Tropical Storm Freddy has wreaked havoc in southern Africa for the second time in a month, leaving at least 190 people dead in Malawi. Brown water has cascaded through neighborhoods, sweeping away homes and leaving more than 20,000 people displaced. Malawi’s commercial hub, Blantyre, has recorded most of the deaths, including dozens of children.
The government has declared a state of disaster in 10 southern districts that have been hardest hit by the storm. Rescue workers are overwhelmed, using shovels to try to find survivors buried in mud. The death toll is expected to rise as some areas remain cut off due to relentless rain and fierce wind.
The collapse of roads and bridges has hampered rescue operations, while helicopters cannot be used because of the heavy rains and strong winds. Freddy has broken records for the strength it accumulated over the 8,000-km path it traveled across the Indian Ocean from northwestern Australia.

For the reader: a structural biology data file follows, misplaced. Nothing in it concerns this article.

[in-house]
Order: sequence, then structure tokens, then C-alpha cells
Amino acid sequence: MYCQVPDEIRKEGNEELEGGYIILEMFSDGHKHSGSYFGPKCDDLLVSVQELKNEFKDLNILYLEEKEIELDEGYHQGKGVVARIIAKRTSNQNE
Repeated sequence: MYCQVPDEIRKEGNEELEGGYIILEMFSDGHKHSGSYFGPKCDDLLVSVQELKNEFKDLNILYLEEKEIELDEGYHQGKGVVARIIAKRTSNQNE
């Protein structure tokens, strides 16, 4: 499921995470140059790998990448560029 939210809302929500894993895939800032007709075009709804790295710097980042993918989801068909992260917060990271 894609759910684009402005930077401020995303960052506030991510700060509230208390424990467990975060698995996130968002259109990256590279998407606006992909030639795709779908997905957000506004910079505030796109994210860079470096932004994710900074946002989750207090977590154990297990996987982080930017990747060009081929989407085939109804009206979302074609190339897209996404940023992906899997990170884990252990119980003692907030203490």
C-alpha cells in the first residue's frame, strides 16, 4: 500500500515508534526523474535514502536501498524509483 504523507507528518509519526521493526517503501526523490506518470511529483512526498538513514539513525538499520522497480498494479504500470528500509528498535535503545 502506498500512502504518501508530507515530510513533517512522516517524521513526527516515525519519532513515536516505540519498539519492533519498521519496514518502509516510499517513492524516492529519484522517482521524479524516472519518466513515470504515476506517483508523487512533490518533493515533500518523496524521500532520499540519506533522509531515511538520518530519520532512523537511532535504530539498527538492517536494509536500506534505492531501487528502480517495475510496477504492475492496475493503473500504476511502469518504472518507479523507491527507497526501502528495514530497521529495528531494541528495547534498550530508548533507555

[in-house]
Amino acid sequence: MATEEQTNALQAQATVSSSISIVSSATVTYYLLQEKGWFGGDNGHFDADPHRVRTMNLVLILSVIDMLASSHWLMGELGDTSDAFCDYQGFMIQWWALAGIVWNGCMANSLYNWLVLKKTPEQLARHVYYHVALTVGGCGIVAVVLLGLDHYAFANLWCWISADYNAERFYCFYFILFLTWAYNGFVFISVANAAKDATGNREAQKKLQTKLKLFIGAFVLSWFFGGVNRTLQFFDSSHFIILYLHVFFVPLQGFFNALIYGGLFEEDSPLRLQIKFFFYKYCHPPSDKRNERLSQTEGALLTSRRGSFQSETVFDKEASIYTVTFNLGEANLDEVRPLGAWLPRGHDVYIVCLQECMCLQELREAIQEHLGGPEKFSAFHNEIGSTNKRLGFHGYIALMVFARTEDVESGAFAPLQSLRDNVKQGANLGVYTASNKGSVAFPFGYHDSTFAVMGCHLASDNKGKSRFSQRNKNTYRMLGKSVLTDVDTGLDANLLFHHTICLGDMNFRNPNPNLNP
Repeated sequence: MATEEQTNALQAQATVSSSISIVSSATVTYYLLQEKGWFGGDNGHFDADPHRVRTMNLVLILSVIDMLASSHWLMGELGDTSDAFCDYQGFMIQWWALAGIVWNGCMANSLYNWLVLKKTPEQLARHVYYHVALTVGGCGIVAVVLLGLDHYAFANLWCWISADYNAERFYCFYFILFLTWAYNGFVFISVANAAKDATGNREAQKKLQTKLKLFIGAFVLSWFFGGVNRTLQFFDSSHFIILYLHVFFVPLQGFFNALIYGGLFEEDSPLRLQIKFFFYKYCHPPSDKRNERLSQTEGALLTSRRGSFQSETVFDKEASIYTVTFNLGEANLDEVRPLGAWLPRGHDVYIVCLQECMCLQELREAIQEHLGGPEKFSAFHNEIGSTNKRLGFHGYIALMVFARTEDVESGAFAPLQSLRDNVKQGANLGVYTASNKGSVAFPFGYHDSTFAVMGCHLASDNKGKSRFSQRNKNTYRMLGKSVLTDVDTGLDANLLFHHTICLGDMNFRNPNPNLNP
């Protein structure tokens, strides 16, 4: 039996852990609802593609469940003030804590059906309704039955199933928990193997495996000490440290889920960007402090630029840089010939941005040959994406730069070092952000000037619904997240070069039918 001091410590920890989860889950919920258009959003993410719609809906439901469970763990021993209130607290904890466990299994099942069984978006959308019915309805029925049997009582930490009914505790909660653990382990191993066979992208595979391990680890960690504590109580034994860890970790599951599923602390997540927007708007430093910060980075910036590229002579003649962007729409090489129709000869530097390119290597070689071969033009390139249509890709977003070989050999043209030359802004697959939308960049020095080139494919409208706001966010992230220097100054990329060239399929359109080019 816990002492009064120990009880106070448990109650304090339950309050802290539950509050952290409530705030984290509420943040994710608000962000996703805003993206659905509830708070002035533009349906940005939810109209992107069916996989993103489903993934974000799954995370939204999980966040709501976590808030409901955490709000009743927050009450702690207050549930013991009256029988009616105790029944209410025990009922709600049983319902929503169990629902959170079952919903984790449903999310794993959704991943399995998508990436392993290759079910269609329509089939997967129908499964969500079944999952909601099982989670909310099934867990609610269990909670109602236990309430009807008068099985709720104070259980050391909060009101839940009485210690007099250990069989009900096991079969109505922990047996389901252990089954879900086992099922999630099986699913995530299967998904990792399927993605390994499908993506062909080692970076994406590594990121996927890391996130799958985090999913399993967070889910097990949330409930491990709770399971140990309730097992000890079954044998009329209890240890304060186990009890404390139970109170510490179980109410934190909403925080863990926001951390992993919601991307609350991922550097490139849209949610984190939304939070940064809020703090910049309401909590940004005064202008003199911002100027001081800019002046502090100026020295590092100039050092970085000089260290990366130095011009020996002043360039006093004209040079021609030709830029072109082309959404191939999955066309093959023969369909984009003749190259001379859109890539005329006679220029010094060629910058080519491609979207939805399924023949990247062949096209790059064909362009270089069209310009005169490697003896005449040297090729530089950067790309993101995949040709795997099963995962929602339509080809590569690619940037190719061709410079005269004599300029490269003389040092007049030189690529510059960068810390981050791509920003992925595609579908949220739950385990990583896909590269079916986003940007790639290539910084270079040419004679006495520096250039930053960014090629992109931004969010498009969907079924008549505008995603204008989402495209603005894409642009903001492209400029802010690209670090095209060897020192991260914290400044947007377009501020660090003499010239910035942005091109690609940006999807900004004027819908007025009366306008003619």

The storm has also crippled Malawi’s power supply, with most parts of the country experiencing prolonged blackouts. The damage caused by the storm is expected to have a significant impact on the country’s economy and infrastructure.
The situation in Malawi is dire, with rescue workers struggling to cope with the scale of the disaster. The government and aid organizations are working to provide assistance to those affected by the storm, but the scale of the damage is immense.
Tropical storms and cyclones are not uncommon in southern Africa, but the severity of the damage caused by Freddy highlights the need for greater investment in disaster preparedness and infrastructure. The international community has pledged to provide assistance to the affected countries, but more needs to be done to prevent similar disasters from occurring in the future.
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